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Changes in Hospital Inpatient Stays Over Ten Years: Less Cardiac Care, More Mental Health and Sepsis Admissions

MedicalResearch.com Interview with:
Ruirui Sun, Service Fellow, Economist
Center for Delivery, Organization and Markets
Agency for Healthcare Research and Quality

MedicalResearch.com: What is the background for this study?

Response: Hospital inpatient care has experienced changes due to factors such as population growth, rising of prevalence of chronic disease and efforts to reduce unnecessary hospitalizations. We generated information from the National Hospital Utilization and Costs path on Fast Stats (https://www.hcup-us.ahrq.gov/faststats/landing.jsp ), to present the trends on national hospitalization and costs from 2005 to 2014, as well as the most common diagnoses among inpatient stays over the 10-year period.

MedicalResearch.com: What are the main findings?

  • Between 2005 and 2014, the inflation-adjusted mean cost per inpatient stay increased by 12.7 percent, from $9,500 to $10,900.
  • Inflation-adjusted cost per stay for patients covered by private insurance or Medicaid increased 16-18 percent. Cost per stay for Medicare-covered patients and the uninsured changed minimally.
  • The rate of inpatient stays decreased the most among patients in the highest income quartiles (15-20 percent decrease).
  • The proportion of Medicaid-covered inpatient stays increased by 15.7 percent, whereas the proportion paid by private insurance and that were uninsured decreased by 12.5 and 13.0 percent, respectively.
  • Mental health/substance use accounted for nearly 6 percent of all inpatient stays in 2014, up 20.1 percent from 2005.
  • Between 2005 and 2014, septicemia and osteoarthritis became two of the five most common reasons for inpatient stays. Septicemia hospital stays almost tripled.
  • Nonspecific chest pain and coronary atherosclerosis decreased by more than 60 percent from 2005 to 2014, falling off the list of top 10 reasons for hospitalization. 

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Higher Cost Sharing For Mental Health Services Could Increase Downstream Costs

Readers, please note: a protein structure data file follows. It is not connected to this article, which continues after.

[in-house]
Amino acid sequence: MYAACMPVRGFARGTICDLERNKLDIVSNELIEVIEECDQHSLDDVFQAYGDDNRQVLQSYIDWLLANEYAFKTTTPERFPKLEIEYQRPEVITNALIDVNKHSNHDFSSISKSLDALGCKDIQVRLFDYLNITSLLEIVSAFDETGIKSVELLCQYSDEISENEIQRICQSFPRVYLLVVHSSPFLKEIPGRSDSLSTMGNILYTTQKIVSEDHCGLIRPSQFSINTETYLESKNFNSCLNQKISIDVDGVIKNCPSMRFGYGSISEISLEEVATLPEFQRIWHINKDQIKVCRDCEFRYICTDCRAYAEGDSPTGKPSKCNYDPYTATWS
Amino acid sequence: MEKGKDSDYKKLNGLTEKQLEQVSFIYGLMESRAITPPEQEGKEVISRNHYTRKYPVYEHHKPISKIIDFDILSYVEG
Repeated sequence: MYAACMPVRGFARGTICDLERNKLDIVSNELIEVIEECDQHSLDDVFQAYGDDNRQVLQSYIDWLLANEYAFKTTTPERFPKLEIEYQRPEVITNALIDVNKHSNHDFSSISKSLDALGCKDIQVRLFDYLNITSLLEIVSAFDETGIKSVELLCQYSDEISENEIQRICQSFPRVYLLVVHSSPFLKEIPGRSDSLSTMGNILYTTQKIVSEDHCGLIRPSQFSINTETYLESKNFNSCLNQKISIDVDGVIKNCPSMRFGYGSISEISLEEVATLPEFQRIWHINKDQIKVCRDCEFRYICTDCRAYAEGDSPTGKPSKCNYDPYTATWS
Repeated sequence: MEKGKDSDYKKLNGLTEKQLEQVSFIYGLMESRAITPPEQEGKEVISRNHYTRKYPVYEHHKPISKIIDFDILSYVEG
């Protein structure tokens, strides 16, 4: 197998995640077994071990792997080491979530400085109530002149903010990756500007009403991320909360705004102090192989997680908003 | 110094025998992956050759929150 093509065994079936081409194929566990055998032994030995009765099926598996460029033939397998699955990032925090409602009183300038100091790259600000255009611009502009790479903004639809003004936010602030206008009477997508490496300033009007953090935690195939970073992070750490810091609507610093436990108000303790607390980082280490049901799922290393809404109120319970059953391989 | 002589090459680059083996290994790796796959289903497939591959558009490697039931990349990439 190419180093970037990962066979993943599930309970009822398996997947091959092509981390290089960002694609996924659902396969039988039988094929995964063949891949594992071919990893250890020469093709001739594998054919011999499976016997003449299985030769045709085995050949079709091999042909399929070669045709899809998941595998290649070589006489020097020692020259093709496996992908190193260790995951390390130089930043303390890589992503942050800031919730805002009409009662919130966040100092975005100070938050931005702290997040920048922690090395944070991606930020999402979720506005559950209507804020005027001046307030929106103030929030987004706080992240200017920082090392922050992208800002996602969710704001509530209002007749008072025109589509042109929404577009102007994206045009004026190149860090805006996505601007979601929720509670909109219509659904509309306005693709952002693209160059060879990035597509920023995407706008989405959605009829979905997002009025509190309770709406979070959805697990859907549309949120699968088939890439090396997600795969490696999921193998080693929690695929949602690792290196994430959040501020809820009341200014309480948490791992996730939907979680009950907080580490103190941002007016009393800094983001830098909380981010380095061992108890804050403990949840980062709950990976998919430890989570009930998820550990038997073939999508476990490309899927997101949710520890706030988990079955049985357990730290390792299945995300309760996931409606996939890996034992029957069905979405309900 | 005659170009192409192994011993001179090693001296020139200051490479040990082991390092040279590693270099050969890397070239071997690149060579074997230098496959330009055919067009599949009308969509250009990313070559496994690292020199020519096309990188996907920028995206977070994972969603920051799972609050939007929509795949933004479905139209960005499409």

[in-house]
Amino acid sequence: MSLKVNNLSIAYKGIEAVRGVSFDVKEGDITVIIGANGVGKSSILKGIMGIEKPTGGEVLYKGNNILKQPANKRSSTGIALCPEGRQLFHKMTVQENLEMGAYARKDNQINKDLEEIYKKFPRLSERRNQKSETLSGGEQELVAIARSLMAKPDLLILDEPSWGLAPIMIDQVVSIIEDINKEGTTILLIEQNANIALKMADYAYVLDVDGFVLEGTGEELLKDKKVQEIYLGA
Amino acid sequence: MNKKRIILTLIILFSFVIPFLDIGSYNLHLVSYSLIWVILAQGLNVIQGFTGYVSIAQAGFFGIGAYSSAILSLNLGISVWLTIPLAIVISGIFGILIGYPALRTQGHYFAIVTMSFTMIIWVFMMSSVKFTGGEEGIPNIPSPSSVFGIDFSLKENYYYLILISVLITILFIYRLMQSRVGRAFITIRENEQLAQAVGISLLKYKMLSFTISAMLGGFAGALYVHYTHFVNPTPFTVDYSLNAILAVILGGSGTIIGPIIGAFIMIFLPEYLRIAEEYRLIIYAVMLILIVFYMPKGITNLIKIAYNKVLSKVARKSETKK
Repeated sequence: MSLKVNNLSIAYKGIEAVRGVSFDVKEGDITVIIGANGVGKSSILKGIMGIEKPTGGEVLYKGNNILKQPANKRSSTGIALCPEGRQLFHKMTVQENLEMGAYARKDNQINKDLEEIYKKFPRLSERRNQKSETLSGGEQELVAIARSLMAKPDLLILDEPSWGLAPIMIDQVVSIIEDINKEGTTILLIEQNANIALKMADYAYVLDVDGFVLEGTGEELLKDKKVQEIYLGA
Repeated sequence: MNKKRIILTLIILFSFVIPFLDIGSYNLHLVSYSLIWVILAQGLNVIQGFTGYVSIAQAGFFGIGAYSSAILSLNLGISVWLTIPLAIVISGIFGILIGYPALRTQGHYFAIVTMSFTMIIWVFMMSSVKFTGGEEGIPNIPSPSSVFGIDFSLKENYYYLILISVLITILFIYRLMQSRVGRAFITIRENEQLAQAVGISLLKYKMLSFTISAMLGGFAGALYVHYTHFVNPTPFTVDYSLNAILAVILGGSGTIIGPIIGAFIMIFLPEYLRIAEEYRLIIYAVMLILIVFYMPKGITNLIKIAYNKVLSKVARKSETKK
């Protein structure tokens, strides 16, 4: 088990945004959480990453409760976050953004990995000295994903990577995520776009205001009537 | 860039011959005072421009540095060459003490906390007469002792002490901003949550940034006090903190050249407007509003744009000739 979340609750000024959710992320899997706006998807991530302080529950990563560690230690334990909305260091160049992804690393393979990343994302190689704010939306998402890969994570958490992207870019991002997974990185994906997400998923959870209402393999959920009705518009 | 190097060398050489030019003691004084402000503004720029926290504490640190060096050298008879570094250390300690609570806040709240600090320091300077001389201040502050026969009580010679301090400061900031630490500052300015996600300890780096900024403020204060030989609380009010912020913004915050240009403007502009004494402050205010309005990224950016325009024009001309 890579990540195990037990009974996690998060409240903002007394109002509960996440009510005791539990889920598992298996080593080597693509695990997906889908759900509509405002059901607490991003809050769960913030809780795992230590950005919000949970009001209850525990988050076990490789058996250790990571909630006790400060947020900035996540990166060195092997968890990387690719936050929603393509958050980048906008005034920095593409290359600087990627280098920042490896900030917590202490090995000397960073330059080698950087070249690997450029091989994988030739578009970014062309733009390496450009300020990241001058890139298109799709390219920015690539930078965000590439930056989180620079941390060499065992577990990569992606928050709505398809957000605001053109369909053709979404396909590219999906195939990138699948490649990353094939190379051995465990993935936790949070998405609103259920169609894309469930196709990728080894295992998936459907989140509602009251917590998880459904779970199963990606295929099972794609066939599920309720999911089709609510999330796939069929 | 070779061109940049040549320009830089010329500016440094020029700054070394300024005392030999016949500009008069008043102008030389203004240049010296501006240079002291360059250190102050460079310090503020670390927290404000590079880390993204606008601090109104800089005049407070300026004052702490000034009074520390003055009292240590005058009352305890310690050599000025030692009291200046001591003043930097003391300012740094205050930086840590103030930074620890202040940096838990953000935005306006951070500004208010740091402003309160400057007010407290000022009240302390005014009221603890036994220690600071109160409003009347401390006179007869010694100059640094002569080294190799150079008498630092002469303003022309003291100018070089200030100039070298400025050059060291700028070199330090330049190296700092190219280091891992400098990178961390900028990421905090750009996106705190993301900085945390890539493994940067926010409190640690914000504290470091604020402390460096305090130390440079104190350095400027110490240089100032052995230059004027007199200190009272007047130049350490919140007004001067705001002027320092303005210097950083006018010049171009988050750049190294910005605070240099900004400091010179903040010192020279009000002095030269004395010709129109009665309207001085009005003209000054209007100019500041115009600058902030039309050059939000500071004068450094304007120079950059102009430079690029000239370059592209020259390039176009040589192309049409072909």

MedicalResearch.com Interview with:

Bastian Ravesteijn PhD Department of Health Care Policy Harvard Medical School

Dr. Ravesteijn

Bastian Ravesteijn PhD
Department of Health Care Policy
Harvard Medical School 

MedicalResearch.com: What is the background for this study? What are the main findings?

Response: We find that higher out-of-pocket costs for mental health care could have the unintended consequence of increasing the use of acute and involuntary mental health care among those suffering from the most debilitating disorders. Continue reading

EKGs of Low Risk Patients Remain Common and Associated With More Cardiac Testing

MedicalResearch.com Interview with:
Sacha Bhatia, MD, MBA, FRCPC
Scientist, Women’s College Research Institute
Director, Women’s College Hospital Institute for Health System Solutions and Virtual Care
Cardiologist, Women’s College Hospital and University Health Network
Canada

MedicalResearch.com: What is the background for this study? What are the main findings?

Response: The USPSTF recommends against screening with resting electrocardiography (ECG) for the prediction of coronary heart disease (CHD) events in asymptomatic adults at low risk for CHD events. We conducted a retrospective cohort study of the frequency of resting ECGs in low risk patients within 30 days of an annual health exam. We found that 21.5% of low risk patients in Ontario, Canada had a ECG, with significant variation among primary care physicians (1.8% to 76.1%). Moreover, low risk patients who had a ECG were five times more likely to receive another cardiac test or cardiology consultation than those that did not receive an ECG. At one year the rate of mortality, cardiac hospitalizations and revascularization was <0.5% in each group.

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Supply and Demand for Diabetes Prevention Programs

MedicalResearch.com Interview with: